# ABSCISSA

 The horizontal coordinate of a set of rectangular coordinates. Also used in a similar sense in connection with oblique coordinates. absolu

## Related Terms

### ORDINATE

The vertical coordinate of a set of rectangular coordinates. Also used in a similar sense in connection with oblique coordinates.

### DIRECT-CURRENT POWER SUPPLY

A power space relative to another without reference to the distance between them; may be either threedimensional or two-dimensional, the horizontal and set points.

### THREE-ARM PROTRACTOR

An instrument consisting of a circle graduated in degrees, to which is attached one fixed arm and two arms pivoted at the center and provided with clamps so that they can be set at any angle to the fixed arm, within the limits of the instrument. It is used for finding a shipâ€™s position when the horizontal angles between three fixed and known points are measured.

### PLUNGE

To set the horizontal cross hair of a theodolite in the direction of a grade when establishing a grade between two points of known level.

### RESOLUTION

1. The ability of an optical system to distinguish between individual objects; the degree of ability to make such a separation, called RESOLVING POWER, is expressed as the minimum distance between two objects that can be separated. 2. The degree of ability of a radar set to indicate separately the echoes of two targets in range, bearing, and elevation. Resolution in range is the minimum range difference between separate targets at the same bearing which will allow both to appear separately; Resolution in bearing is the minimum horizontal angular separation between two targets at the same range which will allow both to appear separately. Resolution in elevation is the minimum separation in the vertical plane between two contacts at the same range and bearing which will allow both to appear as distinct echoes.

### ANGULATOR

An instrument for converting angles measured on an oblique plane to their corresponding projections on a horizontal plane; the rectoblique plotter and the photoangulator are types.

### COORDINATE PAPER

Paper ruled with lines to aid in the plotting of coordinates. In its most common form, it has two sets of parallel lines, usually at right angles to each other, when it is also called CROSS- SECTION PAPER. A type ruled with two sets of mutually-perpendicular, parallel lines spaced according to the logarithms of consec- utive numbers is called logarithmic coordinate papa or semilogarithmic coordinate paper as both or only one set of lines is spaced logarithmically. A type ruled with concentric circles and radial lines from the common center is called polar coordinate paper. Also called GRAPH PAPER.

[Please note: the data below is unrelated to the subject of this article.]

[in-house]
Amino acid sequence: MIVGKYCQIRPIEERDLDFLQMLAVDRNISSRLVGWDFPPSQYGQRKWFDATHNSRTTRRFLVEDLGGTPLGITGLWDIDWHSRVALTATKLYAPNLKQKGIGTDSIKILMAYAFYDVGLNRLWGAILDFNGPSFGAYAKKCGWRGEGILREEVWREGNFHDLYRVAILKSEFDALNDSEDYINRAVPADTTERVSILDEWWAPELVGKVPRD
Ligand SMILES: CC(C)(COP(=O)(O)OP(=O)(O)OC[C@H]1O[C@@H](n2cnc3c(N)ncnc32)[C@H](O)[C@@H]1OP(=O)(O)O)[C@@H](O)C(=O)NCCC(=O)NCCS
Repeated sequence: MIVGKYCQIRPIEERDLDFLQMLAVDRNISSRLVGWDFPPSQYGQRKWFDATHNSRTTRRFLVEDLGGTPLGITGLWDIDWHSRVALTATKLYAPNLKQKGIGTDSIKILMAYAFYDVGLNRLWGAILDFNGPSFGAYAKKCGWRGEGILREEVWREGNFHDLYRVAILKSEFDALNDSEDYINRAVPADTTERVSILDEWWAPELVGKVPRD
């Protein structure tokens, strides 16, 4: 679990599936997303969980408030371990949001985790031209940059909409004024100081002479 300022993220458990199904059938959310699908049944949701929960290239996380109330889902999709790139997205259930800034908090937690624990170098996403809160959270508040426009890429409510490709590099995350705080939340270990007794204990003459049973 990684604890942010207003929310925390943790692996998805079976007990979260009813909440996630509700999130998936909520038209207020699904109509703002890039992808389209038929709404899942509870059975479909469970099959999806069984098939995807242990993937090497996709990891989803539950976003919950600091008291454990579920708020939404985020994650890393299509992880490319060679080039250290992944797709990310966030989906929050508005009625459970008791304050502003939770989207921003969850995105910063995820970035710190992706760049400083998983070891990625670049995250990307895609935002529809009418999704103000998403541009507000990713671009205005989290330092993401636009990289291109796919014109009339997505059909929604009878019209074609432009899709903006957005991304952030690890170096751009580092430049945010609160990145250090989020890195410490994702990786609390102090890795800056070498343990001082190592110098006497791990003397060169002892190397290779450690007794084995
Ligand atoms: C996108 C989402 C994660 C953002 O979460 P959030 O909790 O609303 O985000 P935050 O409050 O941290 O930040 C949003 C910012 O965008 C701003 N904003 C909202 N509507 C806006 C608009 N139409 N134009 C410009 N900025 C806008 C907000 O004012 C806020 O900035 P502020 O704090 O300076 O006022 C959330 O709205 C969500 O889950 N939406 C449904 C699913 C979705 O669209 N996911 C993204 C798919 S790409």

### OBLIQUE COORDINATES

Magnitudes defining a point relative to two intersecting non-perpendicular lines, called AXES. The magnitudes indicate the distance from each axis, measured along a parallel to the other axis. The horizontal distance is called the abscissa and the other distance the ordinate. This is a form of CARTESIAN COORDINATES.

### UNITED STATES NATIONAL MAP ACCURACY STANDARDS

A set of standards which define the accuracy with which features of U.S. maps are to be portrayed. 1. Horizontal accuracy: For maps at publication scales larger than 1:20,000, 90 percent of all well-defined features, with the exception of those unavoidably displaced by exaggerated symbolization, will be located within 0.85 mm of their geographic positions as referred to the map projection; for maps at publication scales of 1:20,000 or smaller, 0.50 mm. 2. Vertical accuracy: 90 percent of all contours will be accurate within one-half of the basic contour interval. Discrepancies in the accuracy of contours and elevations beyond this tolerance may be decreased by assuming a horizontal displacement within 0.50 mm. Also called MAP ACCURACY STANDARDS.

### OBLIQUE RHUMB LINE

1. A line making the same oblique angle with all fictitious meridians of an oblique Mercator map projection. Oblique parallels and meridians may be considered special cases of the oblique rhumb line. 2. Any rhumb line, real or fictitious, making an oblique angle with its meridians. In this sense the expression is used to distinguish such rhumb lines from parallels and meridians, real or fictitious, which may be included in the expression rhumb line.

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